10. The Assembly believes that renewable energies would help to eradicate or significantly reduce the poverty and energy dependency of developing countries, a great many of which have access to abundant supplies of such commodities. It therefore believes that it lies with advanced industrialised nations, those largely responsible for greenhouse gas emissions, to help the developing countries by sharing their technologies and know-how in order to help them achieve economic and environmental sustainability.
11. It stresses that governments and their parliaments, the driving forces in societal change, have a crucial role to play in global awareness-raising as well as in ensuring the security and well-being of their populations. It thus warns against forces which often attempt to steer their own minority interests to the forefront to take precedence over the rights and interests of humanity.
12. In relation to the cost of implementing the Kyoto Protocol, the Assembly recognises that it may have a real impact on countries’ economies and that it is therefore necessary to pool efforts to find ways of minimising those costs and approaches that are acceptable to the countries and that make it possible to overcome the cost issues and contribute to the sustainable development of each country. However, the Assembly reiterates its belief that the costs of non-action are vastly underestimated, the consequences, such as extreme meteorological conditions caused by global warming, being disastrous for those nations affected.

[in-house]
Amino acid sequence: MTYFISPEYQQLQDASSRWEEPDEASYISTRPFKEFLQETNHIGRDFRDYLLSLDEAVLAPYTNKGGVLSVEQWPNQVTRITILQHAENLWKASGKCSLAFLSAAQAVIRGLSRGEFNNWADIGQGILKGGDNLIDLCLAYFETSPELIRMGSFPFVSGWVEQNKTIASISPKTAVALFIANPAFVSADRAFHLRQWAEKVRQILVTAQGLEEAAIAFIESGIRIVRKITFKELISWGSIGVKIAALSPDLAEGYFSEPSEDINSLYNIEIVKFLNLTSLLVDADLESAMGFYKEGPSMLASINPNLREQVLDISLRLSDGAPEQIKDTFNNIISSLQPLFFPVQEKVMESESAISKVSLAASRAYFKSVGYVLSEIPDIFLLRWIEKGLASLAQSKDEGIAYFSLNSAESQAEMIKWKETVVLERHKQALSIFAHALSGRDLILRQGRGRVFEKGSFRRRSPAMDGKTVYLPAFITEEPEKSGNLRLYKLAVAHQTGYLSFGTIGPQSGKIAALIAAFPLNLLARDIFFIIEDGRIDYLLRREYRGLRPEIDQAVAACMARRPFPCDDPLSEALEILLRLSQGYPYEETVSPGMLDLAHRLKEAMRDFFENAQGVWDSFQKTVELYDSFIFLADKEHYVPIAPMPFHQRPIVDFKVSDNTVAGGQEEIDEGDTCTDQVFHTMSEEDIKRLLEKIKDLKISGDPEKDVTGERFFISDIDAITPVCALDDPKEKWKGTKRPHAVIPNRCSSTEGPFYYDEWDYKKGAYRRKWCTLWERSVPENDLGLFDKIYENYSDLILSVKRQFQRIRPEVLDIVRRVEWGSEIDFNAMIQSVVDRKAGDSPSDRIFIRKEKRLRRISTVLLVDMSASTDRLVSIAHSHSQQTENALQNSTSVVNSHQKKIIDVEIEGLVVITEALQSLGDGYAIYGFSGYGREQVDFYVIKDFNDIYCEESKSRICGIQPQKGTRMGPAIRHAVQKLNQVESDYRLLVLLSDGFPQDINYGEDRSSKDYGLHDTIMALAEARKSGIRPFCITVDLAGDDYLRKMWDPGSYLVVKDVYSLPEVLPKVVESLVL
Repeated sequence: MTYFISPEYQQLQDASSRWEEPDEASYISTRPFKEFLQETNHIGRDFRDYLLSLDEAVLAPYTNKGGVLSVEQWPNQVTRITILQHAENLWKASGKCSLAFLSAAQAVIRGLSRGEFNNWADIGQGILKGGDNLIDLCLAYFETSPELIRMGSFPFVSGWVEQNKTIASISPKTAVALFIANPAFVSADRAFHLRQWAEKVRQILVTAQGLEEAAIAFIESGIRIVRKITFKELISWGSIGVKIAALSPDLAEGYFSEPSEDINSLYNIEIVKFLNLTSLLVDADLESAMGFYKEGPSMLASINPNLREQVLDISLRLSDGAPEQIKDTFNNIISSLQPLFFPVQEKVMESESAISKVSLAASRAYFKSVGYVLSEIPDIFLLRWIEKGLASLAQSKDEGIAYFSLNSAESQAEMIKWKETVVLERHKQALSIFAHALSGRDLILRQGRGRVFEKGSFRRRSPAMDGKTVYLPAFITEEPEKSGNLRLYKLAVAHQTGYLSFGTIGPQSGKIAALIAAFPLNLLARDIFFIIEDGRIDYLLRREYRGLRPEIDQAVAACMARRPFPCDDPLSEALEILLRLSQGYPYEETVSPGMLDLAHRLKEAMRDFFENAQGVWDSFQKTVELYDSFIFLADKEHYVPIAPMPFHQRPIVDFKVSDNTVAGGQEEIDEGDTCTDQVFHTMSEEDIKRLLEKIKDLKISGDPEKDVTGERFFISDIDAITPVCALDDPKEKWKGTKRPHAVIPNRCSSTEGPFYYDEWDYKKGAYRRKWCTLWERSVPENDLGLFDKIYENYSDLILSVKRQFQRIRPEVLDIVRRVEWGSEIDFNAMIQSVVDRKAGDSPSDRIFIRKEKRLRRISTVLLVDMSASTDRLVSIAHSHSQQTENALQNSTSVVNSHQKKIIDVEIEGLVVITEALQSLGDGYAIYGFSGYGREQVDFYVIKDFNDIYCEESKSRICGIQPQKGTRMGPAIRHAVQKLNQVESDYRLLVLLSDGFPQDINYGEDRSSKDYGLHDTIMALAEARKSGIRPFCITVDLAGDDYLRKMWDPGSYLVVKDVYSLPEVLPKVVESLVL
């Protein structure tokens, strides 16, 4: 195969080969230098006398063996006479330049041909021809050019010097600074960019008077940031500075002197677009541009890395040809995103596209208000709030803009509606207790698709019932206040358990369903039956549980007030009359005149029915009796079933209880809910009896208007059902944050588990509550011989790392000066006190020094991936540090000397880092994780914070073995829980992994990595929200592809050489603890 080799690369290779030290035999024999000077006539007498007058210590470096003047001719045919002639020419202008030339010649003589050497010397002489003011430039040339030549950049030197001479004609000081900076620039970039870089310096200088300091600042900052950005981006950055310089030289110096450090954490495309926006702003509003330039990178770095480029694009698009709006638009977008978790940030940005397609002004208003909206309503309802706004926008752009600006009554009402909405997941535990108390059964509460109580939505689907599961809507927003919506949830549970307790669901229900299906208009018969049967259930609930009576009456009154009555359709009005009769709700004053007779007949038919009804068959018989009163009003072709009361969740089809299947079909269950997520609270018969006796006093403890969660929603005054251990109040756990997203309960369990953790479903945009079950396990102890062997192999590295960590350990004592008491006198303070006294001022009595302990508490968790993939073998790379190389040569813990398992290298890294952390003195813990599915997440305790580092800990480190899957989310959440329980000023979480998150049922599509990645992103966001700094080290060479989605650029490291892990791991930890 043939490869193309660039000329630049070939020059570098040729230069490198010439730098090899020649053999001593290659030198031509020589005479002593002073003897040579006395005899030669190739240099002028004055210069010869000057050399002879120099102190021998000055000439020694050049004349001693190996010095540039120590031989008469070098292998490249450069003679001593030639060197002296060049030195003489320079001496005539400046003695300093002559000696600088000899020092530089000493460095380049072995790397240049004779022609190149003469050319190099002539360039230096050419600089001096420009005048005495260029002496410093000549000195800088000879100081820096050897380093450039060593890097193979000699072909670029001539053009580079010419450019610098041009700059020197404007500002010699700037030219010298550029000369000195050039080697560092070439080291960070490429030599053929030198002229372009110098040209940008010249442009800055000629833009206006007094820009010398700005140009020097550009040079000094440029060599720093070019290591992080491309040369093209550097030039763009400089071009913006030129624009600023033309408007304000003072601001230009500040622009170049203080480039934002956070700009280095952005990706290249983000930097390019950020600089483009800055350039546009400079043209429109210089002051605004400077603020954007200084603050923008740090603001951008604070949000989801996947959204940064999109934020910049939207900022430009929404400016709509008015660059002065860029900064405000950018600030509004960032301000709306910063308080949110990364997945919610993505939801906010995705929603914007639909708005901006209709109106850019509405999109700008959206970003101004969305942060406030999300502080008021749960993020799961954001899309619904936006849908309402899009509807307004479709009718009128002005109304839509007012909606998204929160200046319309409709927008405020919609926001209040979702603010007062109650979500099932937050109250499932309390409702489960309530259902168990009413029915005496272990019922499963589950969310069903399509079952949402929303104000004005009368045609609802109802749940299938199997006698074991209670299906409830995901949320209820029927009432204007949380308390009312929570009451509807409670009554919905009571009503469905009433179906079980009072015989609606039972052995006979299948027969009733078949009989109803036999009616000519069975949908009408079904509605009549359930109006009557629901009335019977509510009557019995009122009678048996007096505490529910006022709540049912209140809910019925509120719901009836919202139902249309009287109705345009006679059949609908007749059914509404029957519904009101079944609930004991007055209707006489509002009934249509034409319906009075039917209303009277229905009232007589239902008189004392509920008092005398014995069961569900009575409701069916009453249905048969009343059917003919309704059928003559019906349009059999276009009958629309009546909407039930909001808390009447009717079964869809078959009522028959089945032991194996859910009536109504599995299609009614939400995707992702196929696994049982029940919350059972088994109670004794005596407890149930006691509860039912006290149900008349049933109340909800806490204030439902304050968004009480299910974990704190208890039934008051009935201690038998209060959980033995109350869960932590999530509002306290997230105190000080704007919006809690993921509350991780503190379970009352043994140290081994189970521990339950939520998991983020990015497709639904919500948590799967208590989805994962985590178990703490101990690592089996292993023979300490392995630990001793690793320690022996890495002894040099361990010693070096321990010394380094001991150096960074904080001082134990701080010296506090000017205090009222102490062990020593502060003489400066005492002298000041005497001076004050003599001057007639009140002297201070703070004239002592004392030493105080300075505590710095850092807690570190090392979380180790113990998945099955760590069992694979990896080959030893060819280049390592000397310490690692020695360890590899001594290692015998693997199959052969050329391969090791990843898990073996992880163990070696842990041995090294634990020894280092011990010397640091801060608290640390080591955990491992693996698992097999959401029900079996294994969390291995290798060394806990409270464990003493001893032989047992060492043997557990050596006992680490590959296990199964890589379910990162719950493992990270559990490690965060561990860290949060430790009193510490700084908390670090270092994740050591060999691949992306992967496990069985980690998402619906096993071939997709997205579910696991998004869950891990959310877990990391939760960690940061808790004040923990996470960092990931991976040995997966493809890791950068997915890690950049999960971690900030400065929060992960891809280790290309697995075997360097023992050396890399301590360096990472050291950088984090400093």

13. Consequently, the Assembly invites its member and Observer states, to sign and ratify the Kyoto Protocol without delay.
The Assembly also invites the governments and parliaments of the member states of the Council of Europe:
14.1 to swiftly implement the objectives of the Kyoto Protocol ratified by them, inter alia, by giving and honouring specific undertakings aimed at significantly reducing greenhouse gas emissions;
14.2 to take legislative measures and adopt tax reforms in the energy sectors, aimed at penalising fossil fuel consumption whilst encouraging the use of renewable energies and identifying new alternative energy sources;
to rationalise their transport policies by:
a developing public transport and supporting the development of hybrid vehicles;
b promoting freight transport by rail, sea, waterways and road-rail networks by offering greater incentives to those using them;
c controlling the development of air transport, in particular by taxing kerosene;
d applying tax systems which take into account the costs of transport and energy of any industrial location/relocation;
14.4 to adopt the regulations necessary to cut energy consumption in the construction and renovation of housing, in particular the imposition of higher standards for insulation or the use of energy resources;
14.5 to rethink the areas of agriculture and silviculture with a view to reducing greenhouse gases, in particular methane and nitrogen protoxyde emissions, whilst increasing CO2 absorption;
14.6 to introduce legislation necessary to encourage renewable energy use at all levels: the development of research towards this objective, promotion of industrial innovation, consumer accessibility, tax incentives, etc.;
14.7 finally, to launch information campaigns throughout the national media of all member states aimed at building awareness of the current state of the environment, the scale of the global warming phenomenon and the promotion of responsible policies and conduct by all citizens and industries.